Jubal Early facts for kids

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Jubal Anderson Early
Member of the Virginia House of Delegates from Franklin County
In office
1841–1842
Preceded by Wyley P. Woods
Succeeded by Norborne Taliaferro
Personal details
Born (1816-11-03)November 3, 1816
Franklin County, Virginia, U.S.
Died March 2, 1894(1894-03-02) (aged 77)
Lynchburg, Virginia, U.S.
Resting place Spring Hill cemetery, Lynchburg
Political party Whig
Alma mater United States Military Academy
Profession Military officer, politician, Lawyer
Religion Presbyterian
Military service
Nickname(s) "Old Jube"
"Old Jubilee"
"Bad Old Man"
Allegiance United States of America (1837–1838, 1847–1848)
 Confederate States of America (1861–1865)
Service/branch Seal of the United States Board of War.png U.S. Army
 Confederate Army
Years of service 1837–1838
1847–1848
1861–1865
Rank Union army maj rank insignia.jpg Major (U.S.)
Confederate States of America General-collar.svg Major General (C.S.)
Confederate States of America General-collar.svg Lieutenant General (temporary)
Commands Second Corps, Army of Northern Virginia
Army of the Valley
Battles/wars Seminole Wars
Mexican-American War
American Civil War

Jubal Anderson Early (November 3, 1816 – March 2, 1894) was a Virginia lawyer and politician who became a Confederate general during the American Civil War. Trained at the United States Military Academy, Early resigned his U.S. Army commission after the Second Seminole War and his Virginia military commission after the Mexican-American War, in both cases to practice law and participate in politics.

Accepting a Virginia and later Confederate military commission as the American Civil War began, Early fought in the Eastern Theater throughout the conflict. He commanded a division under Generals Stonewall Jackson and Richard Ewell, and later commanded a corps.

A key Confederate defender of the Shenandoah Valley, during the Valley Campaigns of 1864, Early made daring raids to the outskirts of Washington, D.C. as well as far as York, Pennsylvania, securing money and supplies which delayed the Confederate surrender for several months.

After the war, Early fled to Mexico, then Cuba and Canada, and upon returning to the United States took pride as an "unrepentant rebel". Particularly after the death of Gen. Robert E. Lee in 1870, Early delivered speeches establishing the Lost Cause, as well as helped found the Southern Historical Society and memorial associations.

Death and legacy

Confederate general Jubal A. Early, in full dress uniform by John Wycliffe Lowes Forster
Confederate general Jubal A. Early, in full dress uniform 1912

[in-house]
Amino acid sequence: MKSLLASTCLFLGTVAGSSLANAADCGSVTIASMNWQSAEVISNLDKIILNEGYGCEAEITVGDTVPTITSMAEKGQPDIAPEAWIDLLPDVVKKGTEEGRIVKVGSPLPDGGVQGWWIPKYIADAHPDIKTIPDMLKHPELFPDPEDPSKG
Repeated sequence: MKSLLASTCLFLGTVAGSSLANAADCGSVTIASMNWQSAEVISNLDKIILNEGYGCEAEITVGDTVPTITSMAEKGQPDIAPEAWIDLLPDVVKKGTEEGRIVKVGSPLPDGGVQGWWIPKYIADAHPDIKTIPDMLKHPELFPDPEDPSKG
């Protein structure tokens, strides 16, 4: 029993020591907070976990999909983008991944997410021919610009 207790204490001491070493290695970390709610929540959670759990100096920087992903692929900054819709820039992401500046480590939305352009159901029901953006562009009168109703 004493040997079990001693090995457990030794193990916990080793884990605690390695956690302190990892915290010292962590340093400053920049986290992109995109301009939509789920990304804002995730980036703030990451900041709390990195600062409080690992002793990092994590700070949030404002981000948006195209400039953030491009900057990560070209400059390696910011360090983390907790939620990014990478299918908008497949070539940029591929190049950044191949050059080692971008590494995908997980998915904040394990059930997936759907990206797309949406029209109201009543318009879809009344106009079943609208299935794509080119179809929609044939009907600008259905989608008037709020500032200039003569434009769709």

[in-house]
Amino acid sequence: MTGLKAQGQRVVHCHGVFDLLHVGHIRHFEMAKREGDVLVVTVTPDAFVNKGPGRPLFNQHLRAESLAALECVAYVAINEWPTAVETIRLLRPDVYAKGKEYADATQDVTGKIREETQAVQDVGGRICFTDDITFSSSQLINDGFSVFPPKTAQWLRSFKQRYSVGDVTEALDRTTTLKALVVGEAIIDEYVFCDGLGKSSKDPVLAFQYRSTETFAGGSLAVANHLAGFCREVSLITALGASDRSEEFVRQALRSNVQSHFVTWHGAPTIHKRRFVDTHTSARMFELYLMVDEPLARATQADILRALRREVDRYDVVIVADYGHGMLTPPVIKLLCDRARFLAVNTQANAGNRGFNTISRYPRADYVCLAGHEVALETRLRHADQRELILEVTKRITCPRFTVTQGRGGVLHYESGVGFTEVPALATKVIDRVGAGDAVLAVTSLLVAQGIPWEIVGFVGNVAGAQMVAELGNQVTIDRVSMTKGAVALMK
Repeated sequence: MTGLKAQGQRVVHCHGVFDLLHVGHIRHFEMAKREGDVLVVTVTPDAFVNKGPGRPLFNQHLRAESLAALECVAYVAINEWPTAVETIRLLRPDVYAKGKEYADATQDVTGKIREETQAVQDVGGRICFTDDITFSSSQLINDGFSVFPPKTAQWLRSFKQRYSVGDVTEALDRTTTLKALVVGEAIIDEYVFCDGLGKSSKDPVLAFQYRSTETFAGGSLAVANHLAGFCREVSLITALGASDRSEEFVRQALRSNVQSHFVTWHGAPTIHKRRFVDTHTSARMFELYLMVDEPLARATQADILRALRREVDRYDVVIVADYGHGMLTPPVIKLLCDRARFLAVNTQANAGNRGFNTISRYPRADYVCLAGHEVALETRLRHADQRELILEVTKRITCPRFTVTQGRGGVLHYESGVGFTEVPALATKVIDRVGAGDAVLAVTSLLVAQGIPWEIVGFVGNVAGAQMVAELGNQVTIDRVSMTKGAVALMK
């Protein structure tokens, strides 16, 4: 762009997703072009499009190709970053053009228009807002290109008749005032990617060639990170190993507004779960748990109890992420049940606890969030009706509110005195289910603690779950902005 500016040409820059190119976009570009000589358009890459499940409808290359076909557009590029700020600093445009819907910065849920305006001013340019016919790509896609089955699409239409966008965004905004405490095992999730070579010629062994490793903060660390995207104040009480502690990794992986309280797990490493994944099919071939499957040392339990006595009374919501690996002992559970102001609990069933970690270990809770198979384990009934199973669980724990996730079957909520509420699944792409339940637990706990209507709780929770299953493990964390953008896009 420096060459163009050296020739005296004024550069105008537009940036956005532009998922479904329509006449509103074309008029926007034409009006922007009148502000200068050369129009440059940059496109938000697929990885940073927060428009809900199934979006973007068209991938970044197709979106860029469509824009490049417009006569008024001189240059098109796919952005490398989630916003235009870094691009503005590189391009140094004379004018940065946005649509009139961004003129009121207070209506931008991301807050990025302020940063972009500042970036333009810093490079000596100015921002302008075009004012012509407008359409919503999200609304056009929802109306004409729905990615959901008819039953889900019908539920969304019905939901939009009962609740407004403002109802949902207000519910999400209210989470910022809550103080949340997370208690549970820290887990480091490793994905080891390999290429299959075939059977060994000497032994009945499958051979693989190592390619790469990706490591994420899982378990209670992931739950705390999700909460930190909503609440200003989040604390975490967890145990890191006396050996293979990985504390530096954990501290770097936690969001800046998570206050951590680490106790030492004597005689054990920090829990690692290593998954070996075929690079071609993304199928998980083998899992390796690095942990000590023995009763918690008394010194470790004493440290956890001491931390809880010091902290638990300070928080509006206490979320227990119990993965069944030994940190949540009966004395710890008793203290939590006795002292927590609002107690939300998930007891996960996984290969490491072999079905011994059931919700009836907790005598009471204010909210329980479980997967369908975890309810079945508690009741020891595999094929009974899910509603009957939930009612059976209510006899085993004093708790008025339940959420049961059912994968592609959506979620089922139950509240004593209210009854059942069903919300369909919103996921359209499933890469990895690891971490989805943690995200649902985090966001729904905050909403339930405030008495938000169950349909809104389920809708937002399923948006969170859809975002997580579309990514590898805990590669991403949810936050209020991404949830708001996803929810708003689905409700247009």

Early tripped and fell down granite stairs at the Lynchburg, Virginia post office on February 15, 1894. A medical examination found no broken nor fractured bones, but noted Early suffered from back pain and mental confusion. He failed to recover during the next few weeks and died quietly at home on March 2, 1894. His doctor did not specify an exact cause on the death certificate.

Virginia's flag flew at half-mast over the Capitol the afternoon of the funeral, and canons boomed 36 times at five minute intervals. A procession of VMI cadets, 300 Confederate veterans and local militia accompanied the flag-draped casket and riderless horse with reversed stirrups to St. Paul's Church. Early was buried at Spring Hill Cemetery in Lynchburg.

The Library of Congress has some of his papers and the Virginia Historical Society also holds some of his papers.

The Lost Cause that Early promoted and supported was continued by memorial associations such as the United Confederate Veterans (founded 1889) and the United Daughters of the Confederacy (founded 1894), as well as by his niece Ruth Hairston Early.

Jubal Early's final book, Autobiographical Sketch and Narrative of the War between the States, was published posthumously (after death) in 1912. Early's recent biographer noted that Early understood the struggle to control public memory of the war, and that he "worked hard to help shape that memory."

Honors

  • The only ferry still operating on the Potomac River, at White's Ferry, is named General Jubal A. Early.
  • A major thoroughfare in Winchester, Virginia is named "Jubal Early Drive" in his honor.
  • Virginia Route 116 from Roanoke City to Virginia Route 122 in Franklin County is named after him, the "Jubal Early Highway," and passes his birthplace, as identified by a historical highway marker.
  • His childhood home, the Jubal A. Early House, was listed on the National Register of Historic Places in 1997 and maintained in part by a private foundation.
  • Fort Early and Jubal Early Monument can be found in Lynchburg, Virginia.

Streets named after him

Gen. Jubal A. Early Ferry
Gen. Jubal A. Early Ferry
  • Jubal Early Drive, Forest, Virginia
  • Jubal Early Court, Potomac, Maryland
  • Jubal Early Highway, Boones Mill, Virginia
  • East Jubal Early Drive, Winchester, Virginia
  • West Jubal Early Drive, Winchester, Virginia
  • Jubal Early Lane, Conroe, Texas
  • Jubal Early Drive, Fredericksburg, Virginia
  • Jubal Early Drive, Petersburg, West Virginia
  • Early Street, Lynchburg, Virginia

Images for kids


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